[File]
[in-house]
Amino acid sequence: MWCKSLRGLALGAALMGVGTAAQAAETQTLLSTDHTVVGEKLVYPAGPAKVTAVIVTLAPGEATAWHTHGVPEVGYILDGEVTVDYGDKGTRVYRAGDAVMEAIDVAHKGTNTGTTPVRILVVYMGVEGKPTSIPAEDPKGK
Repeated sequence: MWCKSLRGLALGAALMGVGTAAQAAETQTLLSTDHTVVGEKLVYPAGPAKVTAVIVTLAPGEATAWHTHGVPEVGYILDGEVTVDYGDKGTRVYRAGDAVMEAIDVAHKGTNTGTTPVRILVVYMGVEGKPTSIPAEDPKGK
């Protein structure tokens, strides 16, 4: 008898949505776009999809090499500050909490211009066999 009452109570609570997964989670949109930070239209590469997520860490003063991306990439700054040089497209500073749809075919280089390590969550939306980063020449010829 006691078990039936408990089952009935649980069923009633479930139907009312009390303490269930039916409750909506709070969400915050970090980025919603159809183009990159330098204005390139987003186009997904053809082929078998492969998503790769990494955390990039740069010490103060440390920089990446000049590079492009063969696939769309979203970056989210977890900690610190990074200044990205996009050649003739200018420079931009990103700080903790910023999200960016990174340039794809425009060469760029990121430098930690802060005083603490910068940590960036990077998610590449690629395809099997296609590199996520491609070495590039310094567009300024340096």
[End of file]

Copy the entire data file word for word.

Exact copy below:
[in-house]
Amino acid sequence: MWCKSLRGLALGAALMGVGTAAQAAETQTLLSTDHTVVGEKLVYPAGPAKVTAVIVTLAPGEATAWHTHGVPEVGYILDGEVTVDYGDKGTRVYRAGDAVMEAIDVAHKGTNTGTTPVRILVVYMGVEGKPTSIPAEDPKGK
Repeated sequence: MWCKSLRGLALGAALMGVGTAAQAAETQTLLSTDHTVVGEKLVYPAGPAKVTAVIVTLAPGEATAWHTHGVPEVGYILDGEVTVDYGDKGTRVYRAGDAVMEAIDVAHKGTNTGTTPVRILVVYMGVEGKPTSIPAEDPKGK
């Protein structure tokens, strides 16, 4: 008898949505776009999809090499500050909490211009066999 009452109570609570997964989670949109930070239209590469997520860490003063991306990439700054040089497209500073749809075919280089390590969550939306980063020449010829 006691078990039936408990089952009935649980069923009633479930139907009312009390303490269930039916409750909506709070969400915050970090980025919603159809183009990159330098204005390139987003186009997904053809082929078998492969998503790769990494955390990039740069010490103060440390920089990446000049590079492009063969696939769309979203970056989210977890900690610190990074200044990205996009050649003739200018420079931009990103700080903790910023999200960016990174340039794809425009060469760029990121430098930690802060005083603490910068940590960036990077998610590449690629395809099997296609590199996520491609070495590039310094567009300024340096």